Why UTIs?

Urinary tract infections are more common among people with SCI, here’s why and how to prevent them

A urinary tract infection (UTI) is the direct result of bacteria getting into the bladder and/or kidneys and causing symptoms. UTIs occur more commonly among people with spinal cord injury due to intermittent catheterization. The catheter can pick up bacteria on the skin and bring it into the body and some catheter systems can cause the backflow of urine into the bladder, which increases bacteria in the bladder, causing infection. Additionally, bacteria will grow in the bladder if it is not emptied at least every four to six hours.


It’s important to be aware of these complications in case an infection occurs so you can begin treatment immediately. Symptoms include:



-Leakage or voiding between catheterizations

-Muscle spasms

-Feeling the need to catherize more often

-Feeling the need to catherize immediately

-Burning sensation



-Mild low back pain or other aches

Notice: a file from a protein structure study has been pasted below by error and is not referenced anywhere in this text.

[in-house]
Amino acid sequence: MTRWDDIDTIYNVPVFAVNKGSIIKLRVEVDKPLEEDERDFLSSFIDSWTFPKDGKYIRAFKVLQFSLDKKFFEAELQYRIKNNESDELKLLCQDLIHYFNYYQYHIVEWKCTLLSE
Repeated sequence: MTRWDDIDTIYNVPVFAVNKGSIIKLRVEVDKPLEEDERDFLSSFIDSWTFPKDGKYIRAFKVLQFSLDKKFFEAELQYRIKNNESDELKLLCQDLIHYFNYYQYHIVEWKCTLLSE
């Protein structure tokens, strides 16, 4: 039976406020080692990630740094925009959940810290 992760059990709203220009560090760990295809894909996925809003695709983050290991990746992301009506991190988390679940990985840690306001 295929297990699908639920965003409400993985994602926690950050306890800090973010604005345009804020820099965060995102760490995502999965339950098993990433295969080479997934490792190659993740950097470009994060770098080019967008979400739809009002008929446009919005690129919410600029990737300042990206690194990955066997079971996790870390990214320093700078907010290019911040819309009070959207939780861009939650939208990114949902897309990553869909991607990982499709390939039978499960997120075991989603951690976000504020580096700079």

-Feeling tired

-Bad smelling urine

-Cloudy urine

-Blood in urine


If you think you already have a UTI, go to your doctor to discuss treatment options. Usually the infection can be taken care of with a course of antibiotics. However, the best way to deal with UTIs is to not get them at all. These tips will help keep UTIs at bay.

-Drink plenty of water to help flush the bladder

-Empty the bladder at least every 4–6 hours

-Try using a closed catheter system to prevent backflow

-Talk to your doctor about regularly taking vitamin C and cranberry supplements

For more information, read Reduced UTIs from the October 2014 PN or visit rehab.washington.edu.



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